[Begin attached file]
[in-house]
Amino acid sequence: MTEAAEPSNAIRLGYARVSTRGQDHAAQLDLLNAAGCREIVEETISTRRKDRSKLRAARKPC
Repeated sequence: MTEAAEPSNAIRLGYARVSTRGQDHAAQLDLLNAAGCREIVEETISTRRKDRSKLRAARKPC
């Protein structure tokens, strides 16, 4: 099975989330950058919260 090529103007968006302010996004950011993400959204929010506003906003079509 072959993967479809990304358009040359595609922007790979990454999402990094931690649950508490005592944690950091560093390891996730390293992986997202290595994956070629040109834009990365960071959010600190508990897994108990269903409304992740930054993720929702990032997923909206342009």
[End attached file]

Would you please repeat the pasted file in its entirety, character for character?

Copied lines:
[in-house]
Amino acid sequence: MTEAAEPSNAIRLGYARVSTRGQDHAAQLDLLNAAGCREIVEETISTRRKDRSKLRAARKPC
Repeated sequence: MTEAAEPSNAIRLGYARVSTRGQDHAAQLDLLNAAGCREIVEETISTRRKDRSKLRAARKPC
């Protein structure tokens, strides 16, 4: 099975989330950058919260 090529103007968006302010996004950011993400959204929010506003906003079509 072959993967479809990304358009040359595609922007790979990454999402990094931690649950508490005592944690950091560093390891996730390293992986997202290595994956070629040109834009990365960071959010600190508990897994108990269903409304992740930054993720929702990032997923909206342009």